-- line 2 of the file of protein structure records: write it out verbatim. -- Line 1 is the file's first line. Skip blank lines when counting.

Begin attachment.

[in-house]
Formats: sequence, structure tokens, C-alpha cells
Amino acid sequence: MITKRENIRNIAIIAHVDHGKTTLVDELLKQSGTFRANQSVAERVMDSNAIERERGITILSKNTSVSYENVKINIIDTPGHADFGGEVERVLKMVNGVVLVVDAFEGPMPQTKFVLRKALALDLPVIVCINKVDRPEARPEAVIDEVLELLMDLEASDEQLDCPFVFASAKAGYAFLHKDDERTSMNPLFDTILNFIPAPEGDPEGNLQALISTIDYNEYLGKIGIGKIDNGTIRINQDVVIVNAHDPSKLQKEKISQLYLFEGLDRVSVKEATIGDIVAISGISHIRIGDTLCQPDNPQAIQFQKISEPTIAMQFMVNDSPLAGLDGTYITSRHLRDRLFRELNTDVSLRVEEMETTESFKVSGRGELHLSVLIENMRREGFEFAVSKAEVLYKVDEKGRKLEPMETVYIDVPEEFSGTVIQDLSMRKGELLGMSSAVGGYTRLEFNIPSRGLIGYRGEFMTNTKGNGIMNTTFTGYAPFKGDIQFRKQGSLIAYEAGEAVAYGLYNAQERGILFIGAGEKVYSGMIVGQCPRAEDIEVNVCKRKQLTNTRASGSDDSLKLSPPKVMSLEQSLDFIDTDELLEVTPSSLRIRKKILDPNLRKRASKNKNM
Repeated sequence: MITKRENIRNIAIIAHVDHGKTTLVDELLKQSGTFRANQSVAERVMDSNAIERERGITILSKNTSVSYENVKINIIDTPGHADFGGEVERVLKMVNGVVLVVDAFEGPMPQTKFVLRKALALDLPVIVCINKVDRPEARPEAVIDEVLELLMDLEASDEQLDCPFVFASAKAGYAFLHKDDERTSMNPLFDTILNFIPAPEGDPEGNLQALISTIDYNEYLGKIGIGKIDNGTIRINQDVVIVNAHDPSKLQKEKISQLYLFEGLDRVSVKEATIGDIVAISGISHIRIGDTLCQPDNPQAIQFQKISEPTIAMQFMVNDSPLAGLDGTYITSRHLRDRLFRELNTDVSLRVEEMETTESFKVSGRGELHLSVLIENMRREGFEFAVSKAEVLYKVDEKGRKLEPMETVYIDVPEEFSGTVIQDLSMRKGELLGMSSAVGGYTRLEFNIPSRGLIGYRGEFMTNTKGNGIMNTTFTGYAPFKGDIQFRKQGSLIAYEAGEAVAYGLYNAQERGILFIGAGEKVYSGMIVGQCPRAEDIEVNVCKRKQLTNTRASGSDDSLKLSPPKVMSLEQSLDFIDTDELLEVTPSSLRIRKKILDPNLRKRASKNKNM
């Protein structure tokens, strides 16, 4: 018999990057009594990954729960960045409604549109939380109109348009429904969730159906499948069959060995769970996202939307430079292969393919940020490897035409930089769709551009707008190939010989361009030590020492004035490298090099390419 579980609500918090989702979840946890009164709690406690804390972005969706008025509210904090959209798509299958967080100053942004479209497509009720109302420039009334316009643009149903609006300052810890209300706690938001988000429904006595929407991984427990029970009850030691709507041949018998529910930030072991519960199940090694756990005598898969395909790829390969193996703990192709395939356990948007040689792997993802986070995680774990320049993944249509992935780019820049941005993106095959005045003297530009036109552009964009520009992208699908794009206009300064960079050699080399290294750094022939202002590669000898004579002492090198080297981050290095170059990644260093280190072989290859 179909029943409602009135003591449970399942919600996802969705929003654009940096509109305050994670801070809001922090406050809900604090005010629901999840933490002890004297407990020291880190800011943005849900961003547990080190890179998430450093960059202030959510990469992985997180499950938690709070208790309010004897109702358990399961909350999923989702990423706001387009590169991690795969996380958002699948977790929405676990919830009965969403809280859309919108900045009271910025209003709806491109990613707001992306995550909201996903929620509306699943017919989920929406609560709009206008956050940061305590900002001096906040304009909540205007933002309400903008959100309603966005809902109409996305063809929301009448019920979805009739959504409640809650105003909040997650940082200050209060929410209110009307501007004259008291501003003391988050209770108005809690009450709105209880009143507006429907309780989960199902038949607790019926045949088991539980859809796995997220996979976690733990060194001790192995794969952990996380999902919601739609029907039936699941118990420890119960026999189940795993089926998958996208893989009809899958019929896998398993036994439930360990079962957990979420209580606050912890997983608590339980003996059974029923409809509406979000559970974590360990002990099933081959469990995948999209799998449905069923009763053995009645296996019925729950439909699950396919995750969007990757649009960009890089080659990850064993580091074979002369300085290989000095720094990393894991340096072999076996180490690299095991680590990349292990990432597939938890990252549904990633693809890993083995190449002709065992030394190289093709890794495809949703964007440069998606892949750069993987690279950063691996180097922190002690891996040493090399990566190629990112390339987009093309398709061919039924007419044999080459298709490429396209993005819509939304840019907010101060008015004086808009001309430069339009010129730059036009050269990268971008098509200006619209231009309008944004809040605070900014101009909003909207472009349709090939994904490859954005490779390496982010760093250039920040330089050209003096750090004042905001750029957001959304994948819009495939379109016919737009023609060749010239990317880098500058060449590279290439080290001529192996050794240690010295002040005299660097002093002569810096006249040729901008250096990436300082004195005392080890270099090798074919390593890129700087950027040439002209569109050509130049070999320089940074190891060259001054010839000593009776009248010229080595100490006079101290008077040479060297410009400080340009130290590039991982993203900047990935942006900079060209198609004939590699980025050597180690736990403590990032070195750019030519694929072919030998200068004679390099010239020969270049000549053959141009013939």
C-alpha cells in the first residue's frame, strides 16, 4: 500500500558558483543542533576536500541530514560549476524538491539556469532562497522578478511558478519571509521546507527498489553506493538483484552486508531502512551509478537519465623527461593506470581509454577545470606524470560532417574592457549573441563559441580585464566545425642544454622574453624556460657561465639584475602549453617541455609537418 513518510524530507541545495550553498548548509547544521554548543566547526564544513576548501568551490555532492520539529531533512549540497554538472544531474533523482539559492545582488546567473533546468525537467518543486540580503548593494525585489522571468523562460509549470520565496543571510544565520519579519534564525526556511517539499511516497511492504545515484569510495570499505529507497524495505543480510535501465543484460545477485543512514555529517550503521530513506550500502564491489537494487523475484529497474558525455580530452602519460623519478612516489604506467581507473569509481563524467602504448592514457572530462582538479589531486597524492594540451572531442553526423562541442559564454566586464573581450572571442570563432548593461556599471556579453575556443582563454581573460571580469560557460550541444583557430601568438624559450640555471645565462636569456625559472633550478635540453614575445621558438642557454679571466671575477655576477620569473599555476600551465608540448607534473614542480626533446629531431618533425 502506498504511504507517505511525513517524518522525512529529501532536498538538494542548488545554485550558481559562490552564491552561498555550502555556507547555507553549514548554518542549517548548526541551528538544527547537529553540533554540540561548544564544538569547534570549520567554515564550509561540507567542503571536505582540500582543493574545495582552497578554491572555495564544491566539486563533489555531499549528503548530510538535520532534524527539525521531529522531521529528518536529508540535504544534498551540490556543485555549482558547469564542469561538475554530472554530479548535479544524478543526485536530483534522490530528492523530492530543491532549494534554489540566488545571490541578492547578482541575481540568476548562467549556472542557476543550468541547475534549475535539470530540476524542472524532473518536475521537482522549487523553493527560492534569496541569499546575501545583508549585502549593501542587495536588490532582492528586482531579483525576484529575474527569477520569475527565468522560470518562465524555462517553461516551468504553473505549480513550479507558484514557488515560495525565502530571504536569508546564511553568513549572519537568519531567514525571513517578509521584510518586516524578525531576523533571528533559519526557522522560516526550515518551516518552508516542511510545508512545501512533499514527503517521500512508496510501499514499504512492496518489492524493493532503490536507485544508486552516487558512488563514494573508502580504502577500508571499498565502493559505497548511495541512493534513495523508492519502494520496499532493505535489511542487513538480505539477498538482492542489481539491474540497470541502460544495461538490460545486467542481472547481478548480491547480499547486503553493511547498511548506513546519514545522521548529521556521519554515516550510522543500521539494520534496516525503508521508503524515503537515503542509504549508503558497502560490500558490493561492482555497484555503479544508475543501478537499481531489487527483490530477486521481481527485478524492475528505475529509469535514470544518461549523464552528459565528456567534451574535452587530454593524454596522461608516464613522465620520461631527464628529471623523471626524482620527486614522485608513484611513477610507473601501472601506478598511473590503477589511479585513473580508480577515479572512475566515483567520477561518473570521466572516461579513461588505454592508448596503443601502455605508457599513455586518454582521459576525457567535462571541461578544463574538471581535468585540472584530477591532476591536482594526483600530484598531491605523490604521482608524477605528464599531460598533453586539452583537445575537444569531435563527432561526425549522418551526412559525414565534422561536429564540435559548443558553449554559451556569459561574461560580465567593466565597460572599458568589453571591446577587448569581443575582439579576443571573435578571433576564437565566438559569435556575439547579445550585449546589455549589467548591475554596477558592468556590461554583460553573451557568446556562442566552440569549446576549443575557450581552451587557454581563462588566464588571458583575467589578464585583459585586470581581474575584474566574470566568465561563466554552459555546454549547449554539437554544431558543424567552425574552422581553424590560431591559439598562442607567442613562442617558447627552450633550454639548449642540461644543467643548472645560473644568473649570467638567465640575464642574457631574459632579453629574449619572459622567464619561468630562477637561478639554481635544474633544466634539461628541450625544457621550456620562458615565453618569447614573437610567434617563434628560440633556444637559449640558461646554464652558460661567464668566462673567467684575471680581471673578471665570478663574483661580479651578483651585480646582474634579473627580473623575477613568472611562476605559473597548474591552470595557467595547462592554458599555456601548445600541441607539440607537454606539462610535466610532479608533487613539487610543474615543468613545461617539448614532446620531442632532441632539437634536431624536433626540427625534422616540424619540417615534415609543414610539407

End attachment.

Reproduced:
Formats: sequence, structure tokens, C-alpha cells